...low info voters who re-elected President Zer0....may God have mercy on their souls...(I wouldn't)

6 posted on 01/04/2013 6:55:05 AM PST by B.O. Plenty (Elections have consequences....)
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To: MichCapCon
The Nazis were the National Socialist Party...

Wrong!!! Gosh, did this writer get it wrong!

The actual name was: The National Socialist German Workers' Party, or, or German: Nationalsozialistische Deutsche Arbeiterpartei (abbreviated NSDAP), commonly known in English as the Nazi Party.

Arbeiter means Workers'... The Nazi's WERE a union!

7 posted on 01/04/2013 6:56:21 AM PST by Alas Babylon!
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To: Alas Babylon!

Deutsche Arbeitsfront, (DAF)

Its why my grandfather came home from the war so vehemently anti union.

8 posted on 01/04/2013 7:04:18 AM PST by cripplecreek (REMEMBER THE RIVER RAISIN!)
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To: ILS21R
Levine quoted

Actually "Levine invented" would be more accurate.

9 posted on 01/04/2013 7:05:13 AM PST by wideawake
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To: Alas Babylon!
DAF membership was theoretically voluntary, but any workers in any area of German commerce or industry would have found it hard to get a job without being a member.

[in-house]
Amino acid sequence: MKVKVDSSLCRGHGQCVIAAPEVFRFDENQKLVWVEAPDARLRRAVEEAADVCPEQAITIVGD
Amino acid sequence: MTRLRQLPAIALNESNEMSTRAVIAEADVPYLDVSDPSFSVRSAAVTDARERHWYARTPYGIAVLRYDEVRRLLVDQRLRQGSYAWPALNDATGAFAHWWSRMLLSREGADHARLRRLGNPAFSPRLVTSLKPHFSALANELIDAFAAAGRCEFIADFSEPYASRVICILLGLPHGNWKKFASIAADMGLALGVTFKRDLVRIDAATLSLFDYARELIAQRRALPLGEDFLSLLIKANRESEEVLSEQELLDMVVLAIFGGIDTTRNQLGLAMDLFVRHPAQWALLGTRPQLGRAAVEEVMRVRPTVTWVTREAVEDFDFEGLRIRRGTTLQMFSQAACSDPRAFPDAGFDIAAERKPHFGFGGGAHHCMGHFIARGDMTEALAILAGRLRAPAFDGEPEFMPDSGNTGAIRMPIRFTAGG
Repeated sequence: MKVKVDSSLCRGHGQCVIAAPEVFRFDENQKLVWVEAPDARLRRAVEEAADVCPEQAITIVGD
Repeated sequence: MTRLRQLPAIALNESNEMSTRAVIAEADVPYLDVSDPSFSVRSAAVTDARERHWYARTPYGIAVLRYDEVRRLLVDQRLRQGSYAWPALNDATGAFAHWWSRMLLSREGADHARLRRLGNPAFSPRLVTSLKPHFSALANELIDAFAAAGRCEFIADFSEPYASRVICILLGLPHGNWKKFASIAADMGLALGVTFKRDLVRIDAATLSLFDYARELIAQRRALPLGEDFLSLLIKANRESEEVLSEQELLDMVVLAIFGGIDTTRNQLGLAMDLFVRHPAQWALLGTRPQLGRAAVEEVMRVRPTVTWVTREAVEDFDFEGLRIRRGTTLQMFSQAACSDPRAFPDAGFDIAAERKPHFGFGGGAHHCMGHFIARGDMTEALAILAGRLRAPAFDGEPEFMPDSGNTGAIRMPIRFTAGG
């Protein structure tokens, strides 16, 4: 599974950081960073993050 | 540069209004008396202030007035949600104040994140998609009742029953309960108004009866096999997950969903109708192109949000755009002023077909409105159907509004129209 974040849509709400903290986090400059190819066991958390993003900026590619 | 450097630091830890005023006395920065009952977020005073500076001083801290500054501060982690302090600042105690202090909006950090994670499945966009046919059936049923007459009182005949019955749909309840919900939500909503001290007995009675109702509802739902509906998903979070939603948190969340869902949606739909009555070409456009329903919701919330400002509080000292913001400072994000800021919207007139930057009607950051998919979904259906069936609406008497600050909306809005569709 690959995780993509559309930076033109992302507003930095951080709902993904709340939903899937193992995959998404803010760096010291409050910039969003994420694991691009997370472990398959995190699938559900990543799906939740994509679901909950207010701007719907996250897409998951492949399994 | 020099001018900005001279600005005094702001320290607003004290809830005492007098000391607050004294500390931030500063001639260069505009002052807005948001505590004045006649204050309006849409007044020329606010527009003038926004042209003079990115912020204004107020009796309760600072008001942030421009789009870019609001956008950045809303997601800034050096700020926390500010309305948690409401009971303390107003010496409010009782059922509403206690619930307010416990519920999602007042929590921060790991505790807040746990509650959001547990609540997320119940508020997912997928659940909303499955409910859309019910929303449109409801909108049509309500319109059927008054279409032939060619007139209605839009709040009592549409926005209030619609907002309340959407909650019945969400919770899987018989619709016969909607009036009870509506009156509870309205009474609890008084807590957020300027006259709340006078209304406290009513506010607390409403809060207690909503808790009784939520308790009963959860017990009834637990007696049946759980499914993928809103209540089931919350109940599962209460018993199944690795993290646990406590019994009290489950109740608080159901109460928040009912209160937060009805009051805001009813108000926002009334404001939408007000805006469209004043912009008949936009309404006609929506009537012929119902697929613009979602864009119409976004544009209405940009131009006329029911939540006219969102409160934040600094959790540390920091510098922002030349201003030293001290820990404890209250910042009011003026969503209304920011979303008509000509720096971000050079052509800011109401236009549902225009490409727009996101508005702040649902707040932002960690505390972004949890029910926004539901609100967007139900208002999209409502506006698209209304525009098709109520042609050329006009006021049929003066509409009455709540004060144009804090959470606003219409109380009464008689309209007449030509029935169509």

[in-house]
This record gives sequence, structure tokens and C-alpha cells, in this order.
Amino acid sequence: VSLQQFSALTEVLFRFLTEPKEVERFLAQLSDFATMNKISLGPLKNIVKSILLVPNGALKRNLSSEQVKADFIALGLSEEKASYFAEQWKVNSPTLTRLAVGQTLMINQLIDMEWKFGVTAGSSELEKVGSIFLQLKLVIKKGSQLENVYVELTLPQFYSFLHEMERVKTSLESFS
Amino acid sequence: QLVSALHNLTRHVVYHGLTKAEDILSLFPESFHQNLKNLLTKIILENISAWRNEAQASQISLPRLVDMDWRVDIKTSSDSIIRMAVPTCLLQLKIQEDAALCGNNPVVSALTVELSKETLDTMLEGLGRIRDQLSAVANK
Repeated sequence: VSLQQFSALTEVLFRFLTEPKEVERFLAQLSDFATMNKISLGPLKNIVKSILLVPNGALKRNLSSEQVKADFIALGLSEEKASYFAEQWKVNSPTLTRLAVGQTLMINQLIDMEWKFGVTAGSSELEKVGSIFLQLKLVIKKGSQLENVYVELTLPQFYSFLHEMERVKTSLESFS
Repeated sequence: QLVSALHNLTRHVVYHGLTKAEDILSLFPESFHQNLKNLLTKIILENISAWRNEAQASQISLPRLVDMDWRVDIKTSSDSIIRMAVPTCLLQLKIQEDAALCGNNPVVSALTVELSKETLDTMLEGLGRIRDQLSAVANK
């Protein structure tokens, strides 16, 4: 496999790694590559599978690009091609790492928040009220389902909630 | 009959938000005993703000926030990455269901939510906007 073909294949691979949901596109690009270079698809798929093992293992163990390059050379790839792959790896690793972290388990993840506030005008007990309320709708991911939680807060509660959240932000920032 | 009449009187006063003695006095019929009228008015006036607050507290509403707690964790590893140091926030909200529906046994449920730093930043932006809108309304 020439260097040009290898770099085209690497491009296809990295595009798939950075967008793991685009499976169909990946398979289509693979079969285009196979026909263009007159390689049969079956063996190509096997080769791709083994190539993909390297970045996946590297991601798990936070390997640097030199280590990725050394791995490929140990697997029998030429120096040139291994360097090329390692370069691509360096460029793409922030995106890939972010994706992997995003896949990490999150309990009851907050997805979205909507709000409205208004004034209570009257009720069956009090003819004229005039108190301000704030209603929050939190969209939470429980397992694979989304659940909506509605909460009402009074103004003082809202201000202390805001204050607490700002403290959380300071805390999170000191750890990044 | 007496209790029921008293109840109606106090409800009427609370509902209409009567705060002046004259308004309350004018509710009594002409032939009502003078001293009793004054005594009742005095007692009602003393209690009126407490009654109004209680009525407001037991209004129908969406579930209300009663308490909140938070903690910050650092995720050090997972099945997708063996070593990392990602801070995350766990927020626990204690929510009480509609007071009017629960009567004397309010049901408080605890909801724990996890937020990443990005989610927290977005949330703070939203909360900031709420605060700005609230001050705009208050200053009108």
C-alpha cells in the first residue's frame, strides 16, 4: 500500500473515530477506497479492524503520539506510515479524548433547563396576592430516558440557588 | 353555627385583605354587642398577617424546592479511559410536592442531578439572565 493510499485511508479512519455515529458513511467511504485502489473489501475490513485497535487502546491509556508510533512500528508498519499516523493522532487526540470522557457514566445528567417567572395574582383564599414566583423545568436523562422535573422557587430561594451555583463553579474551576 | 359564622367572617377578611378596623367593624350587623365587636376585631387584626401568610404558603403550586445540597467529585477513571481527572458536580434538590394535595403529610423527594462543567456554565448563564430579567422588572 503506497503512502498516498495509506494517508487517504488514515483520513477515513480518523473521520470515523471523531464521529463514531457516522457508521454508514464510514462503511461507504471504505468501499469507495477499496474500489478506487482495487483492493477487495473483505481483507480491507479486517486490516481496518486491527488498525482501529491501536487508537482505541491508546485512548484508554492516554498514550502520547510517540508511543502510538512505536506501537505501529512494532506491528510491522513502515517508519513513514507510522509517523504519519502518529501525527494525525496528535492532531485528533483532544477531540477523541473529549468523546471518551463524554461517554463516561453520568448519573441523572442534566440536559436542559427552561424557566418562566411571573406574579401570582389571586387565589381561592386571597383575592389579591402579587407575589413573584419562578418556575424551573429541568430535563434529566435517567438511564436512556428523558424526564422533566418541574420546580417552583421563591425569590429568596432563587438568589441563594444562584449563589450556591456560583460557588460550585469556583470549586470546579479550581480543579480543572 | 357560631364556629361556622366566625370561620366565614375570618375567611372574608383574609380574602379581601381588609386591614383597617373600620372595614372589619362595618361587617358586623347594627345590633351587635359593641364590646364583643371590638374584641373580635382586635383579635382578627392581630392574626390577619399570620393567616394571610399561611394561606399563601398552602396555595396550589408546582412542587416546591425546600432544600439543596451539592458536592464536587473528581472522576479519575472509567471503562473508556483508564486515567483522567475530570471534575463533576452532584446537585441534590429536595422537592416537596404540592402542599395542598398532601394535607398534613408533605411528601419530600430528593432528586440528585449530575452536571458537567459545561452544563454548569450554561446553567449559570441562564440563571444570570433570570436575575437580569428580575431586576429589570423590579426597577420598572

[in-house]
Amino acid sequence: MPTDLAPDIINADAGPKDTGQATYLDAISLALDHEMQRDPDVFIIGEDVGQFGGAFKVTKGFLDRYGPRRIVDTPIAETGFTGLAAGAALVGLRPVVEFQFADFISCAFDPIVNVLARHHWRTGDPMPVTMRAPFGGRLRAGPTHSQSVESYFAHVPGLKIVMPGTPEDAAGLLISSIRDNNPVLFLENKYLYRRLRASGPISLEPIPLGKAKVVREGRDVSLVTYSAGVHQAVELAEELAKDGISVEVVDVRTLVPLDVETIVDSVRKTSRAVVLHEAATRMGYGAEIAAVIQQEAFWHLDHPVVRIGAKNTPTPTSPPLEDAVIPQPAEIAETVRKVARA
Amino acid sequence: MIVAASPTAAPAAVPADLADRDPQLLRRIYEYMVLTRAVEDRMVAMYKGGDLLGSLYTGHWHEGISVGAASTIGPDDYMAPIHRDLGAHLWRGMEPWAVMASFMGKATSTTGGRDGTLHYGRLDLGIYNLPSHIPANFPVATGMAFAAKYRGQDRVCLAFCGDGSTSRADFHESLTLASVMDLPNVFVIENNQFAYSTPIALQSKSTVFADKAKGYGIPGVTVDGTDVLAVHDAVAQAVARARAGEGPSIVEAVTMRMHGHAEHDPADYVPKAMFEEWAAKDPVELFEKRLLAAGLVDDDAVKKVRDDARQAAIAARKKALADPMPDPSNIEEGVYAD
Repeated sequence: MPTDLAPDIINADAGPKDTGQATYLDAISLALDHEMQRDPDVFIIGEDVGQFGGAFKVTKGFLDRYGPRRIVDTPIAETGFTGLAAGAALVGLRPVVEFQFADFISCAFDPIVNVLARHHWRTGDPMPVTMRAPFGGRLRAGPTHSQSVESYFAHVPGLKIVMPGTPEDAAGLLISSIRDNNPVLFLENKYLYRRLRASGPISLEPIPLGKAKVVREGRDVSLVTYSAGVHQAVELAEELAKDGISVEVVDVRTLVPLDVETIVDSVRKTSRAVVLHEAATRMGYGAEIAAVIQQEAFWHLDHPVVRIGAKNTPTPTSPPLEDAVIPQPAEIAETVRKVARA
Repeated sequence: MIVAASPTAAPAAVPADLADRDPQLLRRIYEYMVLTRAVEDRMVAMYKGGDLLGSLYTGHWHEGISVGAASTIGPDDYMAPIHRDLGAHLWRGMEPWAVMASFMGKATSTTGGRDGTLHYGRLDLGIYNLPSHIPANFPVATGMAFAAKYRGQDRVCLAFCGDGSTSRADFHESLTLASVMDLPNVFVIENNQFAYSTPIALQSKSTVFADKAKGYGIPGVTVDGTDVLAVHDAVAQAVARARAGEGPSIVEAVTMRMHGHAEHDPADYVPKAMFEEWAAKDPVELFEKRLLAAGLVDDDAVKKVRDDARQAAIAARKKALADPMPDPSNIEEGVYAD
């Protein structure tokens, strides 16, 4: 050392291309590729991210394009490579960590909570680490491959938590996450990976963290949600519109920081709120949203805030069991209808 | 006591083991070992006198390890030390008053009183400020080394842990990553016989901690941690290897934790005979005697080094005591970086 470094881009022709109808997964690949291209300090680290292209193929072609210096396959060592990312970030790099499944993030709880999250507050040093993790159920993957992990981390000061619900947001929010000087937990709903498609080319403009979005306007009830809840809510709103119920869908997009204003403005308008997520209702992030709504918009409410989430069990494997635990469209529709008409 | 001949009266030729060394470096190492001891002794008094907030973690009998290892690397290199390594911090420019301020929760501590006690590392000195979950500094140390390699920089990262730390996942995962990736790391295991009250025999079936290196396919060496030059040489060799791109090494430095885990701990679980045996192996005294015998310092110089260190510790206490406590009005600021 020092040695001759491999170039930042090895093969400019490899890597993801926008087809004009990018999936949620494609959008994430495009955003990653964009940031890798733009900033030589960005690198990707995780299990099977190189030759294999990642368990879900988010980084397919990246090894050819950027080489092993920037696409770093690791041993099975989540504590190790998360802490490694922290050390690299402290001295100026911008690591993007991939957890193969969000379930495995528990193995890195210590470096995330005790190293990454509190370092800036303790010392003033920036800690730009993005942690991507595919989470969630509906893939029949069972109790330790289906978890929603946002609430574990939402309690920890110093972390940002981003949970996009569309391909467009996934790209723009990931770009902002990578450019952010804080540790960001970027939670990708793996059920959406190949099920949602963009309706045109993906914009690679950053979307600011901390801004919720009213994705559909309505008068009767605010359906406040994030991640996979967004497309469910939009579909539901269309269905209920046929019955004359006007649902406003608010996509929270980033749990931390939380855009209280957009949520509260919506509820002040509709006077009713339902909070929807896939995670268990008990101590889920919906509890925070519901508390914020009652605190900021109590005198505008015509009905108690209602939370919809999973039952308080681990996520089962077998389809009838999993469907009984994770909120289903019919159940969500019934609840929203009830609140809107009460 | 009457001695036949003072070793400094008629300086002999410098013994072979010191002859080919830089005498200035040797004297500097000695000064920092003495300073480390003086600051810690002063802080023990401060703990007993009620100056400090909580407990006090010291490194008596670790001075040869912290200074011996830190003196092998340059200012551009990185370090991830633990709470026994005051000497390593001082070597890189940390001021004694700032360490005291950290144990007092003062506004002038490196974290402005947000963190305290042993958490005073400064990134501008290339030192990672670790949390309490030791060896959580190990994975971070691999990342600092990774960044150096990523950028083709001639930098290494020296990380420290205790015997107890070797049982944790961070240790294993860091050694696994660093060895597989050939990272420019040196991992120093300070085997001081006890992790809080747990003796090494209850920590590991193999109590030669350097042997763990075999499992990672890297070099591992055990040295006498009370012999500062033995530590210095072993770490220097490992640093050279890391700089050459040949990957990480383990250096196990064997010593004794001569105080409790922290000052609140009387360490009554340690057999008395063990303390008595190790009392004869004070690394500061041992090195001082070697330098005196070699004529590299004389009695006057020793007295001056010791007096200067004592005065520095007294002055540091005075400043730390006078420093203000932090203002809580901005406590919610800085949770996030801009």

10 posted on 01/04/2013 7:07:05 AM PST by cripplecreek (REMEMBER THE RIVER RAISIN!)
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To: cripplecreek
Labor Front insignia is strangely reminiscent of some union logos today.

Image Hosted by
11 posted on 01/04/2013 7:12:10 AM PST by cripplecreek (REMEMBER THE RIVER RAISIN!)
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To: MichCapCon

“That Man” in 2013 = Hitler in 1933.

12 posted on 01/04/2013 7:50:12 AM PST by TNoldman (AN AMERICAN FOR A MUSLIM/BHO FREE AMERICA.)
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To: cripplecreek
Did you know they even had their own uniforms?

When I was in East Berlin in 1990, right after the Wall fell, I bought a bunch of DAF, KDP and DDR Arbeiter stuff. Mostly badges, medals and trinkets of various kinds. I did trade my Air Force flight cap for a Soviet garrison cap from a Russian soldier at the same place. Got several pieces of the Wall, too.

13 posted on 01/04/2013 9:33:09 AM PST by Alas Babylon!